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degraded, the new dignity of their prizes far more fatal than resentment former peers woald have kept of an indignity that is at least broken alive the memory of what they once by division, and impartially inflicted poslefled, and provoked them to enter on the greatest and moft obscure.

Memoirs of the Life of Dr Robert Henry, Author of the History of. Great Bri

tain, written on a new Plan.

D

can

R ROBERT HENRY was the in the old church, and remained in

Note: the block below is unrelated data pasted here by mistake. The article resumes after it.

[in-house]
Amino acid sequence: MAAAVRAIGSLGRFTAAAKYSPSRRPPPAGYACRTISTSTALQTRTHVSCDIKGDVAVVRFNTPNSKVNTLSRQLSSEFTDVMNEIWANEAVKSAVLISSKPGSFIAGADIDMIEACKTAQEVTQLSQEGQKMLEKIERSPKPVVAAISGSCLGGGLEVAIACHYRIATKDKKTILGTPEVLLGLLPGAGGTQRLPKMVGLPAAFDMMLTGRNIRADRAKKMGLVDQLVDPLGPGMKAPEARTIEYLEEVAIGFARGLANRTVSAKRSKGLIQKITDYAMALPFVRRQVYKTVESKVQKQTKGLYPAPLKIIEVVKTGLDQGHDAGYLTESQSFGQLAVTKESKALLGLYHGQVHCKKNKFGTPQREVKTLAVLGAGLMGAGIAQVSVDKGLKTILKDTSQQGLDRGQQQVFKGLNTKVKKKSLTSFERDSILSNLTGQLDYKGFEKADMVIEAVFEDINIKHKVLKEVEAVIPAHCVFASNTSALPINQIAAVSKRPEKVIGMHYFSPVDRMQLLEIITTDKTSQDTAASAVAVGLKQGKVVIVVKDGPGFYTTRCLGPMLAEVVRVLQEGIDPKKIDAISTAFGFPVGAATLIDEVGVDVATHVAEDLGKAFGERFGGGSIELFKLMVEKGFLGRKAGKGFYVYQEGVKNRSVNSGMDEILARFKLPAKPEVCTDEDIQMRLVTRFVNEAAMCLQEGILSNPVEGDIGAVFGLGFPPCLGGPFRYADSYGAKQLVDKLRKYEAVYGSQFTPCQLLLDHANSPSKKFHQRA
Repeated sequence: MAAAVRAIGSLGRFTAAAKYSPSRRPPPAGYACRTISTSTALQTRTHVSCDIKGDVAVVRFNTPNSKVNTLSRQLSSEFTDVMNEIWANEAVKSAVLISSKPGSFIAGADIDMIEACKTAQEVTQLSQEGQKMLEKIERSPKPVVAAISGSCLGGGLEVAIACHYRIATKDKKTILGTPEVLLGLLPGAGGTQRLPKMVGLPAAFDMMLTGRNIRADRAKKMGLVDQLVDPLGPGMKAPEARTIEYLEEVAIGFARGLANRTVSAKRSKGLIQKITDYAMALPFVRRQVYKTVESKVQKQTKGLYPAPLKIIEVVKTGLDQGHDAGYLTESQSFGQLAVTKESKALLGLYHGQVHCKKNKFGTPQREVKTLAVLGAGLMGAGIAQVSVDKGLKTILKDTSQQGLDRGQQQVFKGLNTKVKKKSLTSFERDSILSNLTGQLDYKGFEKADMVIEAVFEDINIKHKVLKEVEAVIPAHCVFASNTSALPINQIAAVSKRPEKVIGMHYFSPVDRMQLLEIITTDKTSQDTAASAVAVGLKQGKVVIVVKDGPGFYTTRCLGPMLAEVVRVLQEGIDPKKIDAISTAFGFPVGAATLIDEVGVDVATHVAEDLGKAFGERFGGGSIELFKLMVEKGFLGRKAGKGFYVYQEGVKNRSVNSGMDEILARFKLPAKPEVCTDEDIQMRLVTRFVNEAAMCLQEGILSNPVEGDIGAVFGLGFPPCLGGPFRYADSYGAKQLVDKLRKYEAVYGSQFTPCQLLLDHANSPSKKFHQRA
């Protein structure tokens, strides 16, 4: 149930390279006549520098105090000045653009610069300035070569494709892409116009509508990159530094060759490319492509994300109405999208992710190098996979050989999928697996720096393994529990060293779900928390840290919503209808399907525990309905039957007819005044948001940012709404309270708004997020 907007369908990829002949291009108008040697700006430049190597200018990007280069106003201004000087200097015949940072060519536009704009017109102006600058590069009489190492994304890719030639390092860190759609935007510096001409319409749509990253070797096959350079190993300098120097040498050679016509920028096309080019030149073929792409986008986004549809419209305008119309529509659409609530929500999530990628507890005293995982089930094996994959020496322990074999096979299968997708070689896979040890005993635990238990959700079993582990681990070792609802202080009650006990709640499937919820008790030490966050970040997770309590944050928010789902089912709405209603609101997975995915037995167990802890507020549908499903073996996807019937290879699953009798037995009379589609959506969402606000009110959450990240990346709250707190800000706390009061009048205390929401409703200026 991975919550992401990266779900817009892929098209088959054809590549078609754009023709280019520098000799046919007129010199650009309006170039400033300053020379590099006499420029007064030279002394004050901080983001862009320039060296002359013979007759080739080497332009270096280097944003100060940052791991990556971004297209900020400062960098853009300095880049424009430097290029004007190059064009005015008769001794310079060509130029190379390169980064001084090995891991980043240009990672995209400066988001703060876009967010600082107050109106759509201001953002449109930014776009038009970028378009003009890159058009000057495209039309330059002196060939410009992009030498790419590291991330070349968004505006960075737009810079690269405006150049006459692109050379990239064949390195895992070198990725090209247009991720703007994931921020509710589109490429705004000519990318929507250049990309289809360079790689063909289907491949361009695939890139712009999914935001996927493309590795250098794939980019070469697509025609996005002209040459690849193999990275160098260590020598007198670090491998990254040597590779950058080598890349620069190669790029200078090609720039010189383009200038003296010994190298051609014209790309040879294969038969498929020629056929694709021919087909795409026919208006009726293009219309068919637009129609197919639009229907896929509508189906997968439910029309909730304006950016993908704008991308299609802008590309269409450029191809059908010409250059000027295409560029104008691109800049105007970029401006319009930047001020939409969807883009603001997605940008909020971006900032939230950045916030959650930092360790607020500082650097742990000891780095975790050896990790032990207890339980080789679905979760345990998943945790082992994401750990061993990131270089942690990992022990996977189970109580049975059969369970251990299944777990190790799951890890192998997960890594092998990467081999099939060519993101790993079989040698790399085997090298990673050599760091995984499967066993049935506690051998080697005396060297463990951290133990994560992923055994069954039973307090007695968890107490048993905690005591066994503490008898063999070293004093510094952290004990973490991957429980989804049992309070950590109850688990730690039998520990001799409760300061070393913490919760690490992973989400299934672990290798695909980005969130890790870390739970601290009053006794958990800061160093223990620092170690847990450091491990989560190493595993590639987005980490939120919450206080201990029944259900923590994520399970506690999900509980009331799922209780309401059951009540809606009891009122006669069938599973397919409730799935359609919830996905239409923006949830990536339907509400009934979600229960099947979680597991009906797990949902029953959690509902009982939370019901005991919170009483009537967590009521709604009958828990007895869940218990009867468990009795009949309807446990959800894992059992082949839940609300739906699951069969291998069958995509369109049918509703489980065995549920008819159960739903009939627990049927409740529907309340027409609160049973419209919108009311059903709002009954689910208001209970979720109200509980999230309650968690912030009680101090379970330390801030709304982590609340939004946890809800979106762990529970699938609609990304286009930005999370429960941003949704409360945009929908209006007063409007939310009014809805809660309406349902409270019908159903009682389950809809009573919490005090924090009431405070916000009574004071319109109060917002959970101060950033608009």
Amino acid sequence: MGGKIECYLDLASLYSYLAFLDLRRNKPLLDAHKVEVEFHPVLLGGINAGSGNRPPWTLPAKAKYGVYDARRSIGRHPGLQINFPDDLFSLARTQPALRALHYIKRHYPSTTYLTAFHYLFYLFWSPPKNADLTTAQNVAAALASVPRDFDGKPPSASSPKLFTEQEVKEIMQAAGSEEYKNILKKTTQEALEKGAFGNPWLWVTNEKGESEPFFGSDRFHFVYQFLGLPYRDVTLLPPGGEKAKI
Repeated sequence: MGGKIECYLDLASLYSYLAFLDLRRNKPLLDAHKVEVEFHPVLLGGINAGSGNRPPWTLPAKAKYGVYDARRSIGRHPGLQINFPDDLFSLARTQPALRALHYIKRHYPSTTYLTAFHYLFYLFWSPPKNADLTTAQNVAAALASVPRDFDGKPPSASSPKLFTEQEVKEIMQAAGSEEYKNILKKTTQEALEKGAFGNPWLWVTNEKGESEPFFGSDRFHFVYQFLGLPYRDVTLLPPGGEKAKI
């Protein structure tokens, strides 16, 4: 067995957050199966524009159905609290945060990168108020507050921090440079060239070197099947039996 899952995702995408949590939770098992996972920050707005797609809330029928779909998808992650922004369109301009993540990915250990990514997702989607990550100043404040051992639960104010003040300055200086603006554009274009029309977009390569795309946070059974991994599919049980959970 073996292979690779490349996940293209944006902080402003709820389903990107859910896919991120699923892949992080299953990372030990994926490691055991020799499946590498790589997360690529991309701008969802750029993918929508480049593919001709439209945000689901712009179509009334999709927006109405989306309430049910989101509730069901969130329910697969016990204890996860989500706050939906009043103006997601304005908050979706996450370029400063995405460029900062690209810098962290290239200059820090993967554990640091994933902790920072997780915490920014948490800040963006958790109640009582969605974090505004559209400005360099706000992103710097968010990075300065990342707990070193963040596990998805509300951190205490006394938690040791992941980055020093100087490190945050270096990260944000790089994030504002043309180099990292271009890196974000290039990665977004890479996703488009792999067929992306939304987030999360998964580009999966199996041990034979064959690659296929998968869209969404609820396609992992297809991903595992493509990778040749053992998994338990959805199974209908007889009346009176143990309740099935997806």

son of James Henry farmer at that starion till his death. The de. Mairtown in the parish of St Ninian's, gree of Doctor in Divinity was conNorth Britain, and of Jean Galloway ferred on him by the university of daughter of Galloway of Burs Edinburgh in 1770 ; and in 1774 he rowmeadow in Stirlingfhire. He was was unanimously chosen moderator of born on the 18th of February 1718; the general assembly of the church of and having early resolved to devote Scotland, and is the only person on rehimself to a literary profeffion, was cord who obtained that distinction the tducated first under a Mr John Ni- first time he was a member of assembly. cholson at the parish-school of St Ni From these facts, which contain nian's, and for fume time at the gram- the outlines of Dr Henry's life, few ma sehool of Stirling. He complet- events be expected to fuit ed his cou fe of academical study at the purpose of the biographer. the university of Edinburgh, and af. Though he must have been always terwards became master of the grame distinguished among his private mar-school of Annan. He was licen- friends, till he was translated to Edin. fed to preach on the 29th of March burgh, he had few opportunities of be 1746, and was the first licentiate of ing known to the public. The comthe presbytery of Annan after its erec- polition of fermonis must have occurion into a separare prysbytery. Soon pied a chief part of his time during after, he received a call from a congie- his refidence at Carlisle, as his indul. gation of Presbyterian diflentersat Car. try in that station is known to have lilie, where he was ordained in Nov. rendered his labours in this depart1948. In this station he remained ment easy to him during the rest of 12 years, and on the 13th of Auguft his life. But even there he found 1760 became paltor of a diffenting con. leisure for other studies; and the knowgregation in Berwick upon Tweed. ledge of classical literature, in which Here he married, in 1763, Ann Bal he eminently excelled, foon enabled deriton, daughter of Thomas Balder- him to acquire an extent of informaton surgeon in Beswick ; by whom tion which qualified him for somete had no children, bur wil whom thing more important than he had he enjoyed to the end of his life a hitherto in his view. large Thare of domestic happiness. He Soon after his removal 10 Berwick, was removed from Berwick to be one he published a scheme for raising a fund of the ministers of Edinburgh in No- for the benefit of the widows and ora vember 1768; was minister of the phans of Protestant diffenting minifchurch of the New Grey Friars fers in the north of England. This from that time rill November 1776; idea was probably suggefied by the and then became colleague-minifter prosperity of the fund which had, al